Harmony Explored: A Guide to Tension and Release for any Progression.

What is functional harmony? 

Functional harmony is a set of ideas used to create logical chord progressions where each chord has a definable role. The chord's job depends on its relationship to the tonic chord (I). Some Chords will sound stable and resolved, while other chords will sound unresolved and unexpected,

The aim of this tutorial is to give ideas and understanding to constructing chord progressions quicker, easier, and with more confidence, although some music theory knowledge is needed. Please check out our Music Theory Tutorial to get up to speed.

What is a tonic chord?

It's very important to understand the relevance of the tonic chord as the chords only do their intended job in relation to the established tonic chord. A tonic chord is the root of the scale, it feels like the start and the final resolution, it's the chord our ears want, and expect, to hear. 

For simplicity, I will work with the C major scale

C Major scale (All the white notes)

We use roman numerals to name their relationship with the tonic chord and these relationships can be categorized into resolved (consonance) and unresolved (dissonance).

A mixture of these makes music more exciting and far more interesting.  The unexpected dissonance chords will always want to move back to the tonic to relieve the tension. 

So firstly, what chords are classed as dissonance, and what is classed as consonance?


(ii) and (vi) - Week Dissonance

(IV) - Strong Dissonance

(vii) - Strongest Dissonance

Some chords have more dissonance than others, the 4th (IV) and the 7th (vii) have the strongest dissonance. The stronger the dissonance the more desire the listener has for the tonic(I) chord, the home.


(I) - Home Base (tonic Chord)

(V) - Harmonizing chord

(iii) - Resolving chord

These chords have a close relationship with the tonic, Much like the dissonant chords, some constant chords sound more resolved than others, these chords are the (I) and the (V) of the scale.

So what can we do with this information?

In music, dissonance and consonance can be used to create tension and resolution. One way to do this is to start with a weaker dissonance and then build tension by using a stronger dissonance before resolving with a consonance chord. While these principles can be bent or broken, following them can help prevent mistakes when improvising or creating chord progressions.

Some common chord progressions

(I)  - (iv) - (V) - Resolved, Unresolved, Resolved

You could also look at enhancing the dissonance before resolving, this works well if the first dissonance chord is weaker than the next.

(I) – (vi) – (IV) – (V) - Resolved, Unresolved, Unresolved, Resolved.

(ii) - (IV) - (V)- (I) - Unresolved, Unresolved, Resolved, Resolved.

The following Ian O'Donnell's tutorial explains the basics very well.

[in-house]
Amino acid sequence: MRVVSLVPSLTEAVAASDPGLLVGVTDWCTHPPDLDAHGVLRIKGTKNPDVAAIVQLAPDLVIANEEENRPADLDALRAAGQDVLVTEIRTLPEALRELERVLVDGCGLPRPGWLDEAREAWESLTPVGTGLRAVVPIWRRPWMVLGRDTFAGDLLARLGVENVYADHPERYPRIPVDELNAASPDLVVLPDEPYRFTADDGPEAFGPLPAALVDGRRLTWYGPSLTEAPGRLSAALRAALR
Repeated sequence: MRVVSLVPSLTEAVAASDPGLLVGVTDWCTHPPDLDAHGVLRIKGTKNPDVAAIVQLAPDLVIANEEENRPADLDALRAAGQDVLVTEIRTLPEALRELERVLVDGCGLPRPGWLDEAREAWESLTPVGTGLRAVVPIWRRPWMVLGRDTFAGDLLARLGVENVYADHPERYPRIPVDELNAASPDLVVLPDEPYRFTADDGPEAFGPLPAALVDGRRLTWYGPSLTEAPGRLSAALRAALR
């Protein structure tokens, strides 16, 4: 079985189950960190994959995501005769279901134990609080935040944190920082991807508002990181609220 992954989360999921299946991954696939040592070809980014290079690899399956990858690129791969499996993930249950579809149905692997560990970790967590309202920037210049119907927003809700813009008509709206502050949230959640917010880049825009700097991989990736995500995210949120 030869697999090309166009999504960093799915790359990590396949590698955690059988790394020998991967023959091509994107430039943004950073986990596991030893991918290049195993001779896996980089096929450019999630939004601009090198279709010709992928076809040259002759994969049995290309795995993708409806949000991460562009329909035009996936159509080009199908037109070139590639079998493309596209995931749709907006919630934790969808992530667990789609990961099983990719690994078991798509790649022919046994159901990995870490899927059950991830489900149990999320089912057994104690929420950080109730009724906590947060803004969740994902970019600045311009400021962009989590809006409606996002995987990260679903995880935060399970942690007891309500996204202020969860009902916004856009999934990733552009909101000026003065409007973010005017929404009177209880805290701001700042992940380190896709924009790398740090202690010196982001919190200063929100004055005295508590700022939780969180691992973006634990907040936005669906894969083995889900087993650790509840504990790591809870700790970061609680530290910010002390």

What is Negative Harmony?

Negative harmony is a concept in music theory that was popularized by the jazz musician and composer Ernst Levy and later explored by others. The idea behind negative harmony is to transform traditional harmony by mirroring or inverting it.

In traditional harmony, chords, and progressions are based on the relationships between pitches and their respective intervals. Negative harmony suggests that you can create new harmonic structures by taking the mirror image or inversion of existing chords and progressions.

Mirror Image: Take a given chord or melody and create its mirror image by flipping each pitch around a central axis. The central axis is often the midpoint between the lowest and highest notes.

Inversion: Alternatively, you can think of negative harmony as inverting pitches around a central axis. This involves taking each pitch and finding its opposite on the other side of the axis.

The result is a set of pitches that are related to the original by a kind of symmetry. The idea is to explore new harmonic possibilities by using this inversion or mirroring process.

It's important to note that negative harmony is a theoretical concept and not a strict set of rules. Different musicians may interpret and apply it in various ways. While it may not be widely used in mainstream music, some composers and arrangers find it a useful tool for creating unique and unexpected harmonic progressions.

Music Theory for guitar, have created a video using logical chord progressions but including chord substitutions using negative harmony. 

In essence, music revolves around the interplay of tension and release. Functional harmony, explored in this tutorial, serves as a guide for creating coherent chord progressions, emphasizing the pivotal role of the tonic chord (I). By understanding consonance and dissonance within the C major scale, musicians can strategically weave tension and resolution into their compositions.

Common chord progressions were introduced as tools for manipulating this tension-release dynamic. Furthermore, the concept of negative harmony showcased a unique approach to transforming traditional harmonies, offering artists an innovative tool for creative expression.

Ultimately, the heart of music lies in its ability to harness tension and release, allowing artists to craft captivating and dynamic musical journeys.

Check out our other music theory help and support for tutorials on composition, arrangement, and rhythm.